Paul Gallivan, a retired maintenance worker for Boston College Athletics—and driver of the BC Zamboni machine—known for the artistry of his line painting on Alumni Stadium, Conte Forum, and other campus playing surfaces, died on April 15. He was 72.

Paul Gallivan

Paul Gallivan (BC Athletics)

Mr. Gallivan had already led a rewarding career when he arrived at BC in 1992. A heralded athlete in football, baseball, and hockey at Boston’s Christopher Columbus High School, Mr. Gallivan went on to play football at Northeastern University and Boston State College, making enough of an impression to earn a tryout as a kicker with the NFL’s Atlanta Falcons; he then played a season with the minor league New England Colonials. He also had a long career in amateur baseball, playing in Boston’s Park and Intercity leagues.

But Mr. Gallivan wound up taking another route to making sports his vocation.

Attending the Butera School of Art in Boston, he learned the craft of line painting for athletic surfaces and other purposes: field markings, hockey lines, logos, signs for businesses, and pin striping on trucks. He worked for Northeastern, UMass-Boston, and Harvard, and for a Texas-based artificial turf company, traveling the country lining playing fields and painting logos. He even was hired to create a football field at the house of New England Patriots owner Robert Kraft, for the family’s Thanksgiving Day game.

Paul Gallivan

Paul Gallivan, with one of his creations, in 1999 (Lee Pellegrini)

At BC, noted a 1999 Boston College Chronicle story, Mr. Gallivan was “the man to call when you need the yard lines marked on a football field, or a giant Eagle logo painted on a basketball court or hockey rink.” He would use a specially made 24-by-19-foot stencil to paint the Eagle logo, a job that could take about six hours on the hockey rink, and up to eight hours on the basketball court, the story noted. Before the yard lines were made a permanent feature of the Alumni Stadium field, he and crewmates painted the surface by hand, using straightedges, stencils, and cross-field cables to guide the line-marking machine.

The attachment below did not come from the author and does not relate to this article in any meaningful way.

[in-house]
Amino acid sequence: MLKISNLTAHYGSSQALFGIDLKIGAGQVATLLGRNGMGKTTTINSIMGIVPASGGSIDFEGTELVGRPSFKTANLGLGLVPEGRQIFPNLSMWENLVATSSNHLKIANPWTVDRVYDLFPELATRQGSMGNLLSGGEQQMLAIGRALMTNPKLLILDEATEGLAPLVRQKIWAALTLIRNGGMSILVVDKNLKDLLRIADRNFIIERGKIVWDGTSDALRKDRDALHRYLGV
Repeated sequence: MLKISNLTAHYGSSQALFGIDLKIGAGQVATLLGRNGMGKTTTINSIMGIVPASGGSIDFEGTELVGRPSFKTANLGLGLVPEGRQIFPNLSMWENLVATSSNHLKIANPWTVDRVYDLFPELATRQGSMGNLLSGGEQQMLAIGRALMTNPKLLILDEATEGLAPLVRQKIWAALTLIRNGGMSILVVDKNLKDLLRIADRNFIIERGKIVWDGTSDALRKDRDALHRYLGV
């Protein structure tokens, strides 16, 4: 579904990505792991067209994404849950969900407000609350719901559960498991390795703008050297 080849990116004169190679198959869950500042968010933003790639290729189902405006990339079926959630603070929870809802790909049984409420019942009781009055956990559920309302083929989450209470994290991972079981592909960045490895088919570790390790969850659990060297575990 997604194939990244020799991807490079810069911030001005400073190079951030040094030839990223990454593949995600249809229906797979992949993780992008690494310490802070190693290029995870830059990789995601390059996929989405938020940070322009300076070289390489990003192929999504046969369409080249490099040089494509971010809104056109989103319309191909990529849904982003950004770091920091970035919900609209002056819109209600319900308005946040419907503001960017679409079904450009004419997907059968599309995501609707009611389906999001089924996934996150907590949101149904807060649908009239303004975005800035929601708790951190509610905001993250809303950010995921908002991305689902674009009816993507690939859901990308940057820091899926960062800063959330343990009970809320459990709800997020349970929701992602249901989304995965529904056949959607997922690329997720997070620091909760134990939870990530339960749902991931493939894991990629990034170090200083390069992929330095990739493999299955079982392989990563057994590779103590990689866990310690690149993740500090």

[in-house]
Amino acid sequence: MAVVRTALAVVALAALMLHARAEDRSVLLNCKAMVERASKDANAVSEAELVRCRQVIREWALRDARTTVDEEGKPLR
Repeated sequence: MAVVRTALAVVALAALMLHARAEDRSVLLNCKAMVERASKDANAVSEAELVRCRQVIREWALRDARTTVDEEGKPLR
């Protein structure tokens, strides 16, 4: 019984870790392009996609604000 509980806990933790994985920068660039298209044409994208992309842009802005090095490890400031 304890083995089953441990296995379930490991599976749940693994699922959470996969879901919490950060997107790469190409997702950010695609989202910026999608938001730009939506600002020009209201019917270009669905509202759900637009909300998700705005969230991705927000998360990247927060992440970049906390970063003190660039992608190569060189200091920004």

One of his more unusual projects at BC was painting a medieval prayer labyrinth, first on the lawn of Burns Library (a permanent labyrinth was constructed on the Burns lawn in 2003 in memory of BC 9/11 victims) and then on a lawn near Hovey House.

 “I had to walk the thing 10 or 15 times before I painted it,” Mr. Gallivan told the Chronicle. “The turns have to be precise and if you measure wrong, you end up in the wrong place. I was trying to make sure I did my math right.”

Mr. Gallivan also achieved a modest but noteworthy celebrity status as driver of the Conte Forum Kelley Rink Zamboni machine. In a 2005 interview with The Heights, he recounted how in the midst of a game he removed a wayward slice of pie that had ended up out on the ice: “No biggie. But I mean, the students were pointing to it, and I was heading there anyway so I figured ‘Let’s just get this cleaned up.’ I went down the ice, and fixed it, but the students loved it. They all started cheering so I gave them one of these [waving his hand like the pope in front of a crowd]. I guess you could say that’s when it started.”

In 2010, after BC men’s hockey won its second national championship in three years, Mr. Gallivan drove the Zamboni in the victory parade across campus.

Mr. Gallivan said he found satisfaction in his work. “You look back on what you’ve done and think, ‘That looks pretty nice,”’ he told the Chronicle. “And when they win, it’s even better.”

Mr. Gallivan retired in 2020. Two years before, he had been inducted into the Winthrop High School Athletic Hall of Fame for providing “Excellent Service” to the Winthrop fields and rink.

 He is survived by his children: Erin, Zachary, and Christa Simmel; five grandchildren; and several nieces, nephews, cousins, and extended family.  He was predeceased by his wife, Laura—whom he met during the Blizzard of 1978—his parents, brothers James, Joseph, and John, and sister Jean.

A funeral Mass has taken place. The family asks that, in lieu of flowers, donations be made to CompassionateCareALS ( or Mr. Gallivan’s GoFundMe page.

University Communications | April 2023